A damning indictment of the lies, delusions and bigotries of leading Western Leftist thinkers, Roger Scruton’s “Fools, frauds and firebrands” is essential reading to understand the “Left”, while determining the role of an Indian “Right”.
The raging firestorm in India ostensibly over “intolerance” with academics, activists, artists and public intellectuals of a certain persuasion at the forefront has been well covered. The shrill outrage at the alleged subversion of “freedom”, “liberalism”, “the(ir?) idea of India”, “secularism”, “democracy” was even exported to foreign governments and companies through letters and campaigns. The tragedy is, that increasingly, academia around the world and those that are influenced by it is becoming conformist with a particular intellectual high ground view of the world and society couched in “liberty” and “social justice”. In other words, being politically incorrect and stating uncomfortable points isn’t acceptable. There is no room for context, purpose, understanding, debate and compromise.
Roger Scruton, the seventy-one-year-old old British philosopher, and unusually, right-wing intellectual and academic should know! In 1985 he wrote Thinkers of the New Left that was greeted with “derision and outrage, reviewers falling over each other for the chance to spit on the corpse. Its publication was the beginning of the end for my university career… the sudden loss of status led to attacks on all my writings, whether or not they touched on politics.” His publisher, Longman, under pressure soon withdrew the book.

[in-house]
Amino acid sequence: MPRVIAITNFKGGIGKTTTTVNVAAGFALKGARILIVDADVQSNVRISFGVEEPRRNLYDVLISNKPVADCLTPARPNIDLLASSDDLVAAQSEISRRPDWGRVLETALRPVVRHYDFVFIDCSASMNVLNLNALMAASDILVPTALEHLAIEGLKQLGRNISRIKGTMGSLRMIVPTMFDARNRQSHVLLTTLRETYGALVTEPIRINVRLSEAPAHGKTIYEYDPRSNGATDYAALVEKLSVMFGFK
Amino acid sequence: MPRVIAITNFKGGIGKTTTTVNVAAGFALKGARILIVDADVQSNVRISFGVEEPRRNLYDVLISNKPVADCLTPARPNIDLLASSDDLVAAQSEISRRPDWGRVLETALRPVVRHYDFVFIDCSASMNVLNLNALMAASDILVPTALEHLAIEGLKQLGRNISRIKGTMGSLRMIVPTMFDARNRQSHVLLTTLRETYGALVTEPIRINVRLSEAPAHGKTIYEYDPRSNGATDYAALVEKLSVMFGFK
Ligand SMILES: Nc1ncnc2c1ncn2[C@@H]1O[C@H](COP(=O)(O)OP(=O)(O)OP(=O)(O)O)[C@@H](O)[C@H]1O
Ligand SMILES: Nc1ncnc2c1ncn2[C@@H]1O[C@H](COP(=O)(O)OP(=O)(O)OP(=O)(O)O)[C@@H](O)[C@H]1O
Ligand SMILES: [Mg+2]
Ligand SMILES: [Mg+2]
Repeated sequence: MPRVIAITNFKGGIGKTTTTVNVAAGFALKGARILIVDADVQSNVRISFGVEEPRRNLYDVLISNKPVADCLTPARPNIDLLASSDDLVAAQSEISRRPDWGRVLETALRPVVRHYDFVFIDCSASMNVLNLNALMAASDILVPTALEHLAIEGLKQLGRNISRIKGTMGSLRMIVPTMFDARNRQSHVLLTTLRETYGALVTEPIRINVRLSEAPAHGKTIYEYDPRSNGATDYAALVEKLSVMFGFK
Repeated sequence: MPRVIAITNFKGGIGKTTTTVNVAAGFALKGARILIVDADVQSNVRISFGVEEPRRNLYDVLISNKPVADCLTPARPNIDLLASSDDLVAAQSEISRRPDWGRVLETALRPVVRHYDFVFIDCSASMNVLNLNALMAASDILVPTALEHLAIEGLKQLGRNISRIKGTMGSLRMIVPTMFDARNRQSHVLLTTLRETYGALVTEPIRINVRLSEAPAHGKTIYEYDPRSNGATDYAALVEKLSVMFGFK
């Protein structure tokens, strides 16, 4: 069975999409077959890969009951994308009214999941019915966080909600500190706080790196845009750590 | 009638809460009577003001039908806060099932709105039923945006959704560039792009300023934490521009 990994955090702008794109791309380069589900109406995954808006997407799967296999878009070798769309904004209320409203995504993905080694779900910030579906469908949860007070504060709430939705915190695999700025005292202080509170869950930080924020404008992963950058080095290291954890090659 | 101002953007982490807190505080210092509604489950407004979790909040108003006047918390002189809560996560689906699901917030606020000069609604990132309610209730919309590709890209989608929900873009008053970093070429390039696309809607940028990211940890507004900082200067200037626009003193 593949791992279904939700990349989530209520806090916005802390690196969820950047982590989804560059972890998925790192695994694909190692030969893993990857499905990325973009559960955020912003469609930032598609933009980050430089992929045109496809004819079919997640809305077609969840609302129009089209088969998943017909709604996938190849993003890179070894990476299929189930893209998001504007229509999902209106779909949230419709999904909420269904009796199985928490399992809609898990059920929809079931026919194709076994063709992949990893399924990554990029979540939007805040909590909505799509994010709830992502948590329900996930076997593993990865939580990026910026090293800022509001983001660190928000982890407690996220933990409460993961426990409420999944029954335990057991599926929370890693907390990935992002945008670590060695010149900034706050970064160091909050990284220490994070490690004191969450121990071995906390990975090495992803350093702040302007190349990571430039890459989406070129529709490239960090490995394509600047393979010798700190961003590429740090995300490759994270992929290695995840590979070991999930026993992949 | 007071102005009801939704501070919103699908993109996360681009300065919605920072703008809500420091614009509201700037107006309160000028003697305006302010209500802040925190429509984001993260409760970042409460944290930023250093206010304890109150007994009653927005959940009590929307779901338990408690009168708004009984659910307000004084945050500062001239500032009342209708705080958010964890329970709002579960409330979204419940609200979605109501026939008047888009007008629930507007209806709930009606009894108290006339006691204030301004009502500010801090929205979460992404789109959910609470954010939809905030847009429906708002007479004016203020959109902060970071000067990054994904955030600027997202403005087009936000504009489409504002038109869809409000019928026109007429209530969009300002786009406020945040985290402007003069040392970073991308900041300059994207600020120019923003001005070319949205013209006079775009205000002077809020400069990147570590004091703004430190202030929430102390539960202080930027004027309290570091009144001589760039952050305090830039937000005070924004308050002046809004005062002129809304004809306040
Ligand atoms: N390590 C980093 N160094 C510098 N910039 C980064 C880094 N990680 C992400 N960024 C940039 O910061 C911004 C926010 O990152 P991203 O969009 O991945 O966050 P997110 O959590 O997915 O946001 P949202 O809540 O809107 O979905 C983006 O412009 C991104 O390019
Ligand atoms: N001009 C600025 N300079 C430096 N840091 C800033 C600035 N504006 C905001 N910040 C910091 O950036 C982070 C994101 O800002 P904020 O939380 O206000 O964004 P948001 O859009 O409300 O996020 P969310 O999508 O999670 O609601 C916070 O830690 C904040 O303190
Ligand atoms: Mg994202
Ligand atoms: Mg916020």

Post 1989 with the collapse of communism, when “it is now common to accept that not everything said, thought or done in the name of socialism has been intellectually respectable or morally right” with even the British Labour Party dropping clause IV (the commitment to state ownership) from its constitution, Roger Scruton has returned, without mincing words, with an updated book cutting through the “nonsense machine” with the addition of the “mad incantations” of the current intellectual hero of the left, Slovenian Slavoj Zizek (who interestingly holds a position at Birkbeck College where Scruton too taught) who is covered in a new last chapter titled The Kraken Wakes, and the late British historian and supporter of the Soviet Union Eric Hobsbawm whose case “illustrates just how far you can go in collaborating with crime when the crime is committed by the left.”
While being provocative and direct, Scruton is also prone to almost lyrical flashes when he dismisses Louis Althusser thus “The axioms of Marxist theory appear in Althusser’s prose like blinding flashes of total darkness, within clouds of grey on grey!” and the impact of Sartre on the radical violent revolutionary ambitions of students like Pol Pot. He appreciates Galbraith’s becoming aware – thanks to his 1961 stint as Ambassador to India – that political institutions, not economic ones, determine the character of the country. To his credit, Scruton is also quick to acknowledge the elegance of language and talent as a scholar of the likes of Hobsbawm.